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Awajun and Wampis Detain Gold Mine Employees

by on December 2, 2009
 

The Awajun and Wampis people in Bagua, Peru, recently detained employees from the Canadian mining company IAMGOLD.

According to statements from AIDESEP, the company did not have any authorization to enter the territory. The employees, five in total, were arrested in protest of the fact.

The workers were identified as Victor Raul Lipa Salas, Eduardo Duffó Victor Ochoa, Julio Alberto Cajo Manayay, Wilson Wilman Diaz and Felipe Barrios Llambo Gavidia. Another three workers from Dorato Resources Inc., another Canadian mining company, were also detained.

The action comes three months after Dorato Resource also illegally entered the Awajun and Wampis’ territory. At the time, Peru’s congress had just decided to repeal two of the controversial laws that led to 90 day mobilization which culminated on June 5 in Bagua.

There is, however, one major difference between Dorato and IAMGOLD’s excursions. Only Dorato had the government’s permission to enter the Awajun and Wampis’ territory. According to Peruvian Ministry of Energy and Mines, IAMGOLD did not.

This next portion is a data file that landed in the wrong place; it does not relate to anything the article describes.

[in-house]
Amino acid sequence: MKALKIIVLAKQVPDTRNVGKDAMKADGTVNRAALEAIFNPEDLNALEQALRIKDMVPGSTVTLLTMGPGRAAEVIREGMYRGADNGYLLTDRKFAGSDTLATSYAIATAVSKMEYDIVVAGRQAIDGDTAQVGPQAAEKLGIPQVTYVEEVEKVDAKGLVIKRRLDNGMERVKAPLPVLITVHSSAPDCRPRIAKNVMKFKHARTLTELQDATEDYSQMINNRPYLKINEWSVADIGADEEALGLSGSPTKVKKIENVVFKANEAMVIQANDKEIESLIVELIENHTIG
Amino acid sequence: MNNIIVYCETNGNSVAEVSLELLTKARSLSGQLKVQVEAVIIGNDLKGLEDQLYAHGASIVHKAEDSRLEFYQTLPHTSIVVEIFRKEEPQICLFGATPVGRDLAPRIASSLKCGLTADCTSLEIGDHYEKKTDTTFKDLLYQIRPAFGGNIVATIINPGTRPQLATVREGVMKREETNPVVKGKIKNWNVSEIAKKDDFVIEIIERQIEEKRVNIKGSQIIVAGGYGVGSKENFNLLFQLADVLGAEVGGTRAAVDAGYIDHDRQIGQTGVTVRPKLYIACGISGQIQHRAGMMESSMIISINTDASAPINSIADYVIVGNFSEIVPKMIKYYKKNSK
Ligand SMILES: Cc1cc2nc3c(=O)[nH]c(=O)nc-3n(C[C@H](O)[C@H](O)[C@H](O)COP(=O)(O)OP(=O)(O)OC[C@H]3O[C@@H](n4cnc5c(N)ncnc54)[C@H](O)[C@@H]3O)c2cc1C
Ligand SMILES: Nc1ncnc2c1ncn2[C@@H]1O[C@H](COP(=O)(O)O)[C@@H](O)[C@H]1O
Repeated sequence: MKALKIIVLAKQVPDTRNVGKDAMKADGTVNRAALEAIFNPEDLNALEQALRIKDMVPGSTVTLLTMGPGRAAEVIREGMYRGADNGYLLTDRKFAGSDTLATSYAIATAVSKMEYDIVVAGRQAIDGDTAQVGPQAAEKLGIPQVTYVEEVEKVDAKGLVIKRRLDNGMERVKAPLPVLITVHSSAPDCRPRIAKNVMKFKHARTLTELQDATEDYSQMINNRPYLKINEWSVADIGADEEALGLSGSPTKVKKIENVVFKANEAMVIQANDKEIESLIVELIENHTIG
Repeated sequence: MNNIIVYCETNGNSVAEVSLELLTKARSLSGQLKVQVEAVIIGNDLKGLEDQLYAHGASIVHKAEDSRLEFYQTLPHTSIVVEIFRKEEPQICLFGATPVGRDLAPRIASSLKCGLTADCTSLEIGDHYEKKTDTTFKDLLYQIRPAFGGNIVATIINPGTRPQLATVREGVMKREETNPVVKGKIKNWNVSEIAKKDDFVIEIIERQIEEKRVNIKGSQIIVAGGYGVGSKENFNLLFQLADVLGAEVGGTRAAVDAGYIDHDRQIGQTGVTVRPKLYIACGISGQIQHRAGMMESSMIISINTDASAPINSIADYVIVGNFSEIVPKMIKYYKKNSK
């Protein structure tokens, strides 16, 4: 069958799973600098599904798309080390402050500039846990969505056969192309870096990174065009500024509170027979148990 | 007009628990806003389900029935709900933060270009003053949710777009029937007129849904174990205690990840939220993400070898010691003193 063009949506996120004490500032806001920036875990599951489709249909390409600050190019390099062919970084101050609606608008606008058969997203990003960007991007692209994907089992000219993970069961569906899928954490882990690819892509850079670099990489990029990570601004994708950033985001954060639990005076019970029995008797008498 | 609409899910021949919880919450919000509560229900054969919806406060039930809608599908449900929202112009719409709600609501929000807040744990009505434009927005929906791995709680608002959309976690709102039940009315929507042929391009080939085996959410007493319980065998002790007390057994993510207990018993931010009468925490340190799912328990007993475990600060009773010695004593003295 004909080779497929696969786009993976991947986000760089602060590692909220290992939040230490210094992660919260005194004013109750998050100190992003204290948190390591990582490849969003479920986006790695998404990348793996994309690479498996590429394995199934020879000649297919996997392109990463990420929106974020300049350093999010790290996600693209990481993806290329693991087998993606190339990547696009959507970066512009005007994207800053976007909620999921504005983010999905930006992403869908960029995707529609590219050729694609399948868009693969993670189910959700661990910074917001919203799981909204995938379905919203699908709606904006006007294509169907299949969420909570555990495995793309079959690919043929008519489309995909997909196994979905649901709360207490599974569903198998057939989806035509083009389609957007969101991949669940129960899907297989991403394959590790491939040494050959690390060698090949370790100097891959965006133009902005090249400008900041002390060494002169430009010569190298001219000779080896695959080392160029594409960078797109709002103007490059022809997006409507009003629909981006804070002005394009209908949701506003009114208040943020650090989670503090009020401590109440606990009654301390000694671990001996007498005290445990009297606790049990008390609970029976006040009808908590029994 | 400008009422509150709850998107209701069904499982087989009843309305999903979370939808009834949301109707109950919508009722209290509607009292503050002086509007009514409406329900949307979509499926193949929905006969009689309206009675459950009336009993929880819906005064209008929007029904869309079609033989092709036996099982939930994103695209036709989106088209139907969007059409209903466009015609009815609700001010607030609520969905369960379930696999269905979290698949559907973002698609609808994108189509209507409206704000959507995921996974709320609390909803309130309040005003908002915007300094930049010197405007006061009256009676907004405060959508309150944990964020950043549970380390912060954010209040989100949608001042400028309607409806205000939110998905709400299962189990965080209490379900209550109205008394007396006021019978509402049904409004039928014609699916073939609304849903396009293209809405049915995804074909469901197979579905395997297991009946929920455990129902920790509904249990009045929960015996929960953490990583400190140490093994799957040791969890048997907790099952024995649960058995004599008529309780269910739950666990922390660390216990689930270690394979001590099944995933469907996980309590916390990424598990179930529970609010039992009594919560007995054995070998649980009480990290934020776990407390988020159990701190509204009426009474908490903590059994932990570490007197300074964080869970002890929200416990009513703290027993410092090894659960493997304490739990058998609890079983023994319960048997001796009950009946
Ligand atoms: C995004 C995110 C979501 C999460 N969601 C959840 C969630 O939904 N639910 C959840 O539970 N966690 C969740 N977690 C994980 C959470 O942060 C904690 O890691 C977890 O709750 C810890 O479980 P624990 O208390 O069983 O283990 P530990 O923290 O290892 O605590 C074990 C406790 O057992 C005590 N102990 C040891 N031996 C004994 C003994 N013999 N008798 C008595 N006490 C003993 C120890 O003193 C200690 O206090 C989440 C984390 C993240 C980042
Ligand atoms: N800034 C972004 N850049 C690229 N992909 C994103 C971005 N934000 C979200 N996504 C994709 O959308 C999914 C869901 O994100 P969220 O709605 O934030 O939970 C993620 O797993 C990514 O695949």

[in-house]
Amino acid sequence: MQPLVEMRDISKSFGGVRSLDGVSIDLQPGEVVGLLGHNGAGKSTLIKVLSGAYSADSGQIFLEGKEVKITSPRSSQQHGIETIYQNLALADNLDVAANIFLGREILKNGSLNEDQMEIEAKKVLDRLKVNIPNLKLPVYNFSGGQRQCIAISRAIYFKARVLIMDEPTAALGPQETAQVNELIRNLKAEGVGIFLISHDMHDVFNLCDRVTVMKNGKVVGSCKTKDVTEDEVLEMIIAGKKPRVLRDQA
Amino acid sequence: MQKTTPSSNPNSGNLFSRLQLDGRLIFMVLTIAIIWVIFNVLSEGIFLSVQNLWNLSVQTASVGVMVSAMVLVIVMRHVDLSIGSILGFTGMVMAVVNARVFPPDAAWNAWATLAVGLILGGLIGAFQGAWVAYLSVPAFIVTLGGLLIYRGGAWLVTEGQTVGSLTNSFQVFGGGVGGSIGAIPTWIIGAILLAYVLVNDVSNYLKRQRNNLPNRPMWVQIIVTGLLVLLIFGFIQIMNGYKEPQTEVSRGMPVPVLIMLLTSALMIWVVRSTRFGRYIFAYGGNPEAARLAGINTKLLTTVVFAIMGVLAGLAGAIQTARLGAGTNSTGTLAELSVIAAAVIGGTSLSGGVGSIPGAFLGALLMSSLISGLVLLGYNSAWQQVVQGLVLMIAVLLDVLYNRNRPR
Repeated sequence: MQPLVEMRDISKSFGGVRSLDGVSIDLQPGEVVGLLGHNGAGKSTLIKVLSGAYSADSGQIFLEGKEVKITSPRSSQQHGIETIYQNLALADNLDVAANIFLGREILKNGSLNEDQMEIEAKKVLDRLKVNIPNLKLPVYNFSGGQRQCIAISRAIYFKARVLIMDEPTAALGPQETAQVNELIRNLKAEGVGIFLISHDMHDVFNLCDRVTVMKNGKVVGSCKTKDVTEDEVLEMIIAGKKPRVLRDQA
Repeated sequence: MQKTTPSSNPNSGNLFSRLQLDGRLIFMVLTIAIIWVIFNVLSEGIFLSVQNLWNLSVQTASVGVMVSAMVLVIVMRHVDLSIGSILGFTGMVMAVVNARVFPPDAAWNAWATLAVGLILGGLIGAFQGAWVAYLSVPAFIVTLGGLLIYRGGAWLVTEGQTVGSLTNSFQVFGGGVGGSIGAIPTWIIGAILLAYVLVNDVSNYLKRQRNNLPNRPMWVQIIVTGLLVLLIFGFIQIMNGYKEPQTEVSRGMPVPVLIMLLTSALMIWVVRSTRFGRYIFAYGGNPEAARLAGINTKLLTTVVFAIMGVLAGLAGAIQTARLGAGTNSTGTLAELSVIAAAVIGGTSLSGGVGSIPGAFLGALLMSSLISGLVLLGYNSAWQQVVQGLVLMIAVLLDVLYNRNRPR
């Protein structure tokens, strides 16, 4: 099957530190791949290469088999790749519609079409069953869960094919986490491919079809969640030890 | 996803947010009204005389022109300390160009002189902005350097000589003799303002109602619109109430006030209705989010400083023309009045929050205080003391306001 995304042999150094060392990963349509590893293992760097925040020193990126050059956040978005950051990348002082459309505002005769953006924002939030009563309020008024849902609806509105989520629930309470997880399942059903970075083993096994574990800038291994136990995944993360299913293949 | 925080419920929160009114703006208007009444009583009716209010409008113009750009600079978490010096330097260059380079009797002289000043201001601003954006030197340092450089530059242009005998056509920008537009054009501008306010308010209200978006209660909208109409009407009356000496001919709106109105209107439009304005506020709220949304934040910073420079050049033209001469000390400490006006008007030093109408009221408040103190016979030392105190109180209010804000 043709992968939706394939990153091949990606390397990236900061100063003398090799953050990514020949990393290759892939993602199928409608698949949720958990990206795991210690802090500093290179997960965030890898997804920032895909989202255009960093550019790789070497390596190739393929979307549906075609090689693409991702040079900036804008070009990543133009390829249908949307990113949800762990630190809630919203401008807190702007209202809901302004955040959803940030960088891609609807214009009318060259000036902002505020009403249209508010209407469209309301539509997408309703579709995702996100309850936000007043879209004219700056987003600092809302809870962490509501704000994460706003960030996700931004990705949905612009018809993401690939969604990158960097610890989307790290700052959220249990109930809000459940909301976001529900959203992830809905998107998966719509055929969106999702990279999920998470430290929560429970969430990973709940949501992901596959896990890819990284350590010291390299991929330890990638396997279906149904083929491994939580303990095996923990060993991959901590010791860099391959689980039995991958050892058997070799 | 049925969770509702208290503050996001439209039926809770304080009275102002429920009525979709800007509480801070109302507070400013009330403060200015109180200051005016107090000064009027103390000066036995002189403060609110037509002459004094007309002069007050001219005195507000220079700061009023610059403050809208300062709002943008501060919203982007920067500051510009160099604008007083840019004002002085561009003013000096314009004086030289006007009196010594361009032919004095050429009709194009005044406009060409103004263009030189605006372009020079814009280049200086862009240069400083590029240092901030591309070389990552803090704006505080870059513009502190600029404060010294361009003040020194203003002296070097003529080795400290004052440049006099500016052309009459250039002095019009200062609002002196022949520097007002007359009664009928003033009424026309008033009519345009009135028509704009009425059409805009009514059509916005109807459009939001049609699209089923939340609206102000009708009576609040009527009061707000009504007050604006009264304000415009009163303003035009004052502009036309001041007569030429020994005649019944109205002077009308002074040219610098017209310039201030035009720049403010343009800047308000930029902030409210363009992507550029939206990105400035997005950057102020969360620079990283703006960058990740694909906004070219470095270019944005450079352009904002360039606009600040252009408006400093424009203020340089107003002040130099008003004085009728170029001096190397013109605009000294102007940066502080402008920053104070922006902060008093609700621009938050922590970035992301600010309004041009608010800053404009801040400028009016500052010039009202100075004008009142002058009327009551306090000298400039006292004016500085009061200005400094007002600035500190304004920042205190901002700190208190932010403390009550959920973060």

Felipe Ramirez, a Director for the ministry’s Environmental Affairs office, recently stated that IAMGOLD hasn’t even so much as asked the govenrment for a permit to mine or explore for minerals in the region. “What they are doing is illegal,” the official stated.

IAMGOLD denies any kind of wrongdoing on their part. In fact, they’ve even gone so far as to say that one was arrested.

Instead, the company alleges, the group of employees were on “the property of a willing third party individual,” when they were told to leave, presumably, by the Awajun and Wampis.

Being noble protectors of good will and justice–something all Canadian companies are professing to be these days—the employees conceded to the Awajun and Wampis request, picked up their gear and left.

Regardless of what actually happened here, the fact is IAMGOLD should have never been on the Awajun and Wampis territory. And they would have stayed there if they were never confronted.

In effect, it is one brief example of how Canadian companies routinely operate in Peru and in dozens of other regions around the world. These companies go to great lengths to portray themselves as both victim and faultless champion, while disregarding even the most basic laws, human rights, and so-called voluntary corporate social responsibility (CSR) standards.

   
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